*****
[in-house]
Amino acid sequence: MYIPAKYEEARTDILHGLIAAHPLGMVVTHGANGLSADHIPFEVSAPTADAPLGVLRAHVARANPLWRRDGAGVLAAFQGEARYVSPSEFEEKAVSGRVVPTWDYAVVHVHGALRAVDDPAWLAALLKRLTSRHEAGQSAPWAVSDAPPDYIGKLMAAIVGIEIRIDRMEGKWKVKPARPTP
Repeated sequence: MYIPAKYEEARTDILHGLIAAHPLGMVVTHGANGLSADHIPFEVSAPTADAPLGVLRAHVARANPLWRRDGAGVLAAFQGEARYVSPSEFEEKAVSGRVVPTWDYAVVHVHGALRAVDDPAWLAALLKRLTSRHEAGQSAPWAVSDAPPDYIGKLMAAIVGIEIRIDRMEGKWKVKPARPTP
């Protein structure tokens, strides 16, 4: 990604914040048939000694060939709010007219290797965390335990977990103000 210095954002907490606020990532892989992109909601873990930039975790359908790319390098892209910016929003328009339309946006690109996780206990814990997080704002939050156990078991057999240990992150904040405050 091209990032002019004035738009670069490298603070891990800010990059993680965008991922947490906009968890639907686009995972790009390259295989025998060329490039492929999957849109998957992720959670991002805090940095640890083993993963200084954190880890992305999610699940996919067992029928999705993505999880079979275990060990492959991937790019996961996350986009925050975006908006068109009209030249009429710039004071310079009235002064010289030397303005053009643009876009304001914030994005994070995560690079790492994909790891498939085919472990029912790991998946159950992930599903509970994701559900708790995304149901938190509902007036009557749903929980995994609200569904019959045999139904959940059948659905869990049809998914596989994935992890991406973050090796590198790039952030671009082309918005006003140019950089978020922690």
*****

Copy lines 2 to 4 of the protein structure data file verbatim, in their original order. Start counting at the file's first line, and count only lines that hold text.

Amino acid sequence: MYIPAKYEEARTDILHGLIAAHPLGMVVTHGANGLSADHIPFEVSAPTADAPLGVLRAHVARANPLWRRDGAGVLAAFQGEARYVSPSEFEEKAVSGRVVPTWDYAVVHVHGALRAVDDPAWLAALLKRLTSRHEAGQSAPWAVSDAPPDYIGKLMAAIVGIEIRIDRMEGKWKVKPARPTP
Repeated sequence: MYIPAKYEEARTDILHGLIAAHPLGMVVTHGANGLSADHIPFEVSAPTADAPLGVLRAHVARANPLWRRDGAGVLAAFQGEARYVSPSEFEEKAVSGRVVPTWDYAVVHVHGALRAVDDPAWLAALLKRLTSRHEAGQSAPWAVSDAPPDYIGKLMAAIVGIEIRIDRMEGKWKVKPARPTP
């Protein structure tokens, strides 16, 4: 990604914040048939000694060939709010007219290797965390335990977990103000 210095954002907490606020990532892989992109909601873990930039975790359908790319390098892209910016929003328009339309946006690109996780206990814990997080704002939050156990078991057999240990992150904040405050 091209990032002019004035738009670069490298603070891990800010990059993680965008991922947490906009968890639907686009995972790009390259295989025998060329490039492929999957849109998957992720959670991002805090940095640890083993993963200084954190880890992305999610699940996919067992029928999705993505999880079979275990060990492959991937790019996961996350986009925050975006908006068109009209030249009429710039004071310079009235002064010289030397303005053009643009876009304001914030994005994070995560690079790492994909790891498939085919472990029912790991998946159950992930599903509970994701559900708790995304149901938190509902007036009557749903929980995994609200569904019959045999139904959940059948659905869990049809998914596989994935992890991406973050090796590198790039952030671009082309918005006003140019950089978020922690």